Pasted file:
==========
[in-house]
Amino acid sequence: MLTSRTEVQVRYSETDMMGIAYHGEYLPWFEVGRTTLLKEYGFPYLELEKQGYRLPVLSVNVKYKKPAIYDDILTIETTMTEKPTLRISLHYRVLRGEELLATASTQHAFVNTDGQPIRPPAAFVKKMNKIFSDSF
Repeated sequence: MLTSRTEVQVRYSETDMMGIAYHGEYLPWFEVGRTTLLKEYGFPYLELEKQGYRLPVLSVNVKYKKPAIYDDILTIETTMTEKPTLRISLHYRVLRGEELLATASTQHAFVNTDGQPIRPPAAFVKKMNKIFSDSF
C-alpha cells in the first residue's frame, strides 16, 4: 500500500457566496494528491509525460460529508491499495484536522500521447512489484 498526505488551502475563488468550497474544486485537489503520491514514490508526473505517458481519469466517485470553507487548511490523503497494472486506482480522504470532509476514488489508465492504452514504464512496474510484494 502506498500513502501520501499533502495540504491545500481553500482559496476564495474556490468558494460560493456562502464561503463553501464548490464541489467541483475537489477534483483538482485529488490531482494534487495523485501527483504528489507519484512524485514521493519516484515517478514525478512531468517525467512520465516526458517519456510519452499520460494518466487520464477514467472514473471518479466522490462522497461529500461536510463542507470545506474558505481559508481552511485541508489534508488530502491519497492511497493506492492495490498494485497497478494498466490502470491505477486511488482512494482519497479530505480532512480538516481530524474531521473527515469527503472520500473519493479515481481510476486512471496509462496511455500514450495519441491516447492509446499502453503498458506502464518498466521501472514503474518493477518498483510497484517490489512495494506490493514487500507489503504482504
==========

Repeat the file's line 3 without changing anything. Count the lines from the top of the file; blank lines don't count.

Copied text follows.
Repeated sequence: MLTSRTEVQVRYSETDMMGIAYHGEYLPWFEVGRTTLLKEYGFPYLELEKQGYRLPVLSVNVKYKKPAIYDDILTIETTMTEKPTLRISLHYRVLRGEELLATASTQHAFVNTDGQPIRPPAAFVKKMNKIFSDSF